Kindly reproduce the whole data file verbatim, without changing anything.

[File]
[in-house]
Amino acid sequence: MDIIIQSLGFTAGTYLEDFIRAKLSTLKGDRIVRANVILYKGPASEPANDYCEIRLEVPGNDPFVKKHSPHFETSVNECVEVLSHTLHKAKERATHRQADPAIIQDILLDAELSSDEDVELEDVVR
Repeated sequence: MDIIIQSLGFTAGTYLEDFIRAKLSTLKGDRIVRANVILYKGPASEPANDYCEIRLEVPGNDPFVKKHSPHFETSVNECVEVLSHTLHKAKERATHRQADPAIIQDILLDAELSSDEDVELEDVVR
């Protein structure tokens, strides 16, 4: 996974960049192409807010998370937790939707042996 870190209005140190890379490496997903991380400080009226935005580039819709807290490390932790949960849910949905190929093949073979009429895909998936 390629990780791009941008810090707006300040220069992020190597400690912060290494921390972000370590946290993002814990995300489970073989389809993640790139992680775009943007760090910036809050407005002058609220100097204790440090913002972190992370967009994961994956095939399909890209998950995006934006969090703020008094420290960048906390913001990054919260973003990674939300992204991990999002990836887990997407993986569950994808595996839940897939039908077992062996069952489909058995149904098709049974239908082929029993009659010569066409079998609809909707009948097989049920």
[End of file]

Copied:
[in-house]
Amino acid sequence: MDIIIQSLGFTAGTYLEDFIRAKLSTLKGDRIVRANVILYKGPASEPANDYCEIRLEVPGNDPFVKKHSPHFETSVNECVEVLSHTLHKAKERATHRQADPAIIQDILLDAELSSDEDVELEDVVR
Repeated sequence: MDIIIQSLGFTAGTYLEDFIRAKLSTLKGDRIVRANVILYKGPASEPANDYCEIRLEVPGNDPFVKKHSPHFETSVNECVEVLSHTLHKAKERATHRQADPAIIQDILLDAELSSDEDVELEDVVR
């Protein structure tokens, strides 16, 4: 996974960049192409807010998370937790939707042996 870190209005140190890379490496997903991380400080009226935005580039819709807290490390932790949960849910949905190929093949073979009429895909998936 390629990780791009941008810090707006300040220069992020190597400690912060290494921390972000370590946290993002814990995300489970073989389809993640790139992680775009943007760090910036809050407005002058609220100097204790440090913002972190992370967009994961994956095939399909890209998950995006934006969090703020008094420290960048906390913001990054919260973003990674939300992204991990999002990836887990997407993986569950994808595996839940897939039908077992062996069952489909058995149904098709049974239908082929029993009659010569066409079998609809909707009948097989049920």